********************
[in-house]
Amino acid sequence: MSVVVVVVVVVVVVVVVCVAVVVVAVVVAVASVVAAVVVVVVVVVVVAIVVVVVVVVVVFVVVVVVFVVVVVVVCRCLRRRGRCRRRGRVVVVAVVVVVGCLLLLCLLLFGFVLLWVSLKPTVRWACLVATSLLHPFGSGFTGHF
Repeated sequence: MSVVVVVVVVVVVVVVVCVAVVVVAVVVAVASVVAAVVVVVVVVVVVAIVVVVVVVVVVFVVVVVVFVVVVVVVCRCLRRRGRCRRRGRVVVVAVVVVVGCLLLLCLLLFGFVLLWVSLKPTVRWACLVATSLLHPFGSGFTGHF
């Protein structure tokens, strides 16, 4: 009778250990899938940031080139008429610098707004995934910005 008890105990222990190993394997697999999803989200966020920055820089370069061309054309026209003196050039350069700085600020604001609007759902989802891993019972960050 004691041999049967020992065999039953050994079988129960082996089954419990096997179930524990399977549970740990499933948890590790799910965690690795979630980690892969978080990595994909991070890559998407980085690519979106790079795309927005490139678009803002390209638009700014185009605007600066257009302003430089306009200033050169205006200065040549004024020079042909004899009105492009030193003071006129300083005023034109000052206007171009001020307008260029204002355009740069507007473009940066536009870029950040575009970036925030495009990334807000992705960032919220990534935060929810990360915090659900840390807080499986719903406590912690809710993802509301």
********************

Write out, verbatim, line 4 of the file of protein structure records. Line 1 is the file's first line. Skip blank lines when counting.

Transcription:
């Protein structure tokens, strides 16, 4: 009778250990899938940031080139008429610098707004995934910005 008890105990222990190993394997697999999803989200966020920055820089370069061309054309026209003196050039350069700085600020604001609007759902989802891993019972960050 004691041999049967020992065999039953050994079988129960082996089954419990096997179930524990399977549970740990499933948890590790799910965690690795979630980690892969978080990595994909991070890559998407980085690519979106790079795309927005490139678009803002390209638009700014185009605007600066257009302003430089306009200033050169205006200065040549004024020079042909004899009105492009030193003071006129300083005023034109000052206007171009001020307008260029204002355009740069507007473009940066536009870029950040575009970036925030495009990334807000992705960032919220990534935060929810990360915090659900840390807080499986719903406590912690809710993802509301």